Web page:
- Assess: Develop a risk assessment process. What is your current level of risk exposure? How much can you expect an AI system to help?
- Control: Implementing desired controls to manage risk factors set out by a business and/or its IT leaders.
- Monitor and report: Regularly monitor AI determined risks to see if it is working properly or if thresholds need to be adjusted. On a regular schedule, be sure to conduct full reports on risks encountered and overall functionality.
Utilize biometrics for more secure login procedures. There is no doubt that password theft and unauthorized device access accounts for plenty of data loss against organizations of all kinds including businesses. Two-step authentication is important, but access granted with biometrics takes things to a new level.
When discussing AI and biometrics, there are two categories to be aware of:
Physical: As the category suggests, this tactic uses distinct physical characteristics to keep accounts and devices secure. It can be almost any part of the human body. Iris analysis, fingerprint scans, and facial recognition are the most common.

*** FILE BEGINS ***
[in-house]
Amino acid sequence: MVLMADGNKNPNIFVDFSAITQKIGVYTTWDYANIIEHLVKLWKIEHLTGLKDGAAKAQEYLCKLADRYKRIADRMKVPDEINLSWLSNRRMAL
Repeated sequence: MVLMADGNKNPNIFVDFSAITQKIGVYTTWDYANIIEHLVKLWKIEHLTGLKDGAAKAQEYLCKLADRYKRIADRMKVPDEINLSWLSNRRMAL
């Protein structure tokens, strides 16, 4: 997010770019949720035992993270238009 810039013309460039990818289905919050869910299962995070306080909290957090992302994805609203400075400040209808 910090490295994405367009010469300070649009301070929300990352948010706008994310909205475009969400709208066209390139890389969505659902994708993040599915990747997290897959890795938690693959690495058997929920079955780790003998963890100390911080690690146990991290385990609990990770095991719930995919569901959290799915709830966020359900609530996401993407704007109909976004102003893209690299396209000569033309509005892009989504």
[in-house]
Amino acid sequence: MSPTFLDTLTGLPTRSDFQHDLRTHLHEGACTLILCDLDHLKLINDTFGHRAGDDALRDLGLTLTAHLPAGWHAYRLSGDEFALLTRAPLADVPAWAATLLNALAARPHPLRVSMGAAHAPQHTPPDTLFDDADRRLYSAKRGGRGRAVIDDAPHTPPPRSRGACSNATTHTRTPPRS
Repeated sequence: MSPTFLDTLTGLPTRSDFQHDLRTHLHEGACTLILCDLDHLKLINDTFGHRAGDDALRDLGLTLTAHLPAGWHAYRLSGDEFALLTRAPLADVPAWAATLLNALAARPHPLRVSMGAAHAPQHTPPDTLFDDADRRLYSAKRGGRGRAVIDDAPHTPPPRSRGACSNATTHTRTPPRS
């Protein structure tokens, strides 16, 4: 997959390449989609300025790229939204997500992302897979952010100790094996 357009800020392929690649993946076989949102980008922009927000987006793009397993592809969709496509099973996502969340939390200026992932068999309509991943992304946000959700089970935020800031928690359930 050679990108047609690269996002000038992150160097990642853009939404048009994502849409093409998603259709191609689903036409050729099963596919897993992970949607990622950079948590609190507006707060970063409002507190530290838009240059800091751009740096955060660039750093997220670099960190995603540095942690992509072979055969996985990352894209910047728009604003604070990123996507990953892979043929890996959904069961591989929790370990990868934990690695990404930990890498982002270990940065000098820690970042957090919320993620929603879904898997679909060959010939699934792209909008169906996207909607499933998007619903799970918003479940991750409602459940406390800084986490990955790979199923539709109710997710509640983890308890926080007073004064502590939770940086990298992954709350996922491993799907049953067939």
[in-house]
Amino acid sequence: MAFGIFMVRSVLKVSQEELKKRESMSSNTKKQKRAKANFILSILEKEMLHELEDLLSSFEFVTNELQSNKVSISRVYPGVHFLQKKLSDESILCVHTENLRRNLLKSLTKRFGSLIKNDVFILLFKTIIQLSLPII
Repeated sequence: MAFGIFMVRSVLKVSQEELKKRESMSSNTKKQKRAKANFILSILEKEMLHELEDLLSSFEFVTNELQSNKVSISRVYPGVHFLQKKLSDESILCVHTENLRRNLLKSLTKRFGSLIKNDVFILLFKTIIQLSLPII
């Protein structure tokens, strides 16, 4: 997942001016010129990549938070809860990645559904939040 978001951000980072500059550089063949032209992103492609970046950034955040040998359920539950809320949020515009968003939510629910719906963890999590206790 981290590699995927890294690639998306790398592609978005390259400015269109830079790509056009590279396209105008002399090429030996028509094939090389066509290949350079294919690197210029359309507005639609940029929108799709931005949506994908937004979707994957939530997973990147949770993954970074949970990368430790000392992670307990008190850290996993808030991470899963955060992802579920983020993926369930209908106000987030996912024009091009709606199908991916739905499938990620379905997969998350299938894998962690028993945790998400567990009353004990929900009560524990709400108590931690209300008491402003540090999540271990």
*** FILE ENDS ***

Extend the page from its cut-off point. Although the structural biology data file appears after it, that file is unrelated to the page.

Behavioral: Although similar, behavioral characteristics focus on unique patterns that can include voice recognition, typing rhythm, or other device interactions. For example, this tactic can determine a bad actor through error patterns such as mistakenly clicking an "l" instead of a "k" on three out of every five transactions.
Did you know? Apple's iPhone is well known for its facial recognition that allows device access. If a bad actor attempts to unlock the device using your face while you sleep, it won't work!
The Bottom Line: AI has your back
Business can be unpredictable. From sales numbers to the arrival of inventory, things can change day to day and minute to minute. Cybercriminals like to work along with the same mindset. They want to catch their victims by surprise, with little opportunity to react.
A detriment to any cybercriminal's plan is a well-prepared IT team. Anti-virus software and a robust action plan for this type of scenario can limit damage or stop a threat before it even occurs. Businesses, especially small businesses, often employ a small number of staff, none of whom would be dedicated IT professionals. As employees work tirelessly to run the day-to-day operations, AI, with pre-set thresholds, can act as an automatic defense to cyberthreats. It can assess risk, detect unusual activity, and even provide safe device access solutions. Therefore, AI works in the background while you handle the front lines of your business. It is an ideal solution for businesses and other organizations that cannot dedicate staff to work IT regularly.